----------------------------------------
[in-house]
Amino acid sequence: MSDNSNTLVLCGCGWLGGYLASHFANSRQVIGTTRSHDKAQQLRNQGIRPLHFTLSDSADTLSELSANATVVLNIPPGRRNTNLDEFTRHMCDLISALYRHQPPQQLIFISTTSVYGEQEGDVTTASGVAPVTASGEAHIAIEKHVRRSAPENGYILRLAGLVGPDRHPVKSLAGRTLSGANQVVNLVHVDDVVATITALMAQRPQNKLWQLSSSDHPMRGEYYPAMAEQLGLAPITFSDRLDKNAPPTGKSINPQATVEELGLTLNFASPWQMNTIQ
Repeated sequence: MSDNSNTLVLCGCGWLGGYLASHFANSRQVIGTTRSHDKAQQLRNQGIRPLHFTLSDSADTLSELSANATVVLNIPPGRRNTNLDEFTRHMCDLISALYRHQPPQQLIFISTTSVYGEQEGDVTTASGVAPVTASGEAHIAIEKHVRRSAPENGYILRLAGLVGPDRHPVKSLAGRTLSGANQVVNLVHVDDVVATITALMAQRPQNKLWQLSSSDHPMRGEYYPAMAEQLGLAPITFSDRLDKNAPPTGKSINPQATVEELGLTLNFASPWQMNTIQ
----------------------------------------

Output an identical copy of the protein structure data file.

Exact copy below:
[in-house]
Amino acid sequence: MSDNSNTLVLCGCGWLGGYLASHFANSRQVIGTTRSHDKAQQLRNQGIRPLHFTLSDSADTLSELSANATVVLNIPPGRRNTNLDEFTRHMCDLISALYRHQPPQQLIFISTTSVYGEQEGDVTTASGVAPVTASGEAHIAIEKHVRRSAPENGYILRLAGLVGPDRHPVKSLAGRTLSGANQVVNLVHVDDVVATITALMAQRPQNKLWQLSSSDHPMRGEYYPAMAEQLGLAPITFSDRLDKNAPPTGKSINPQATVEELGLTLNFASPWQMNTIQ
Repeated sequence: MSDNSNTLVLCGCGWLGGYLASHFANSRQVIGTTRSHDKAQQLRNQGIRPLHFTLSDSADTLSELSANATVVLNIPPGRRNTNLDEFTRHMCDLISALYRHQPPQQLIFISTTSVYGEQEGDVTTASGVAPVTASGEAHIAIEKHVRRSAPENGYILRLAGLVGPDRHPVKSLAGRTLSGANQVVNLVHVDDVVATITALMAQRPQNKLWQLSSSDHPMRGEYYPAMAEQLGLAPITFSDRLDKNAPPTGKSINPQATVEELGLTLNFASPWQMNTIQ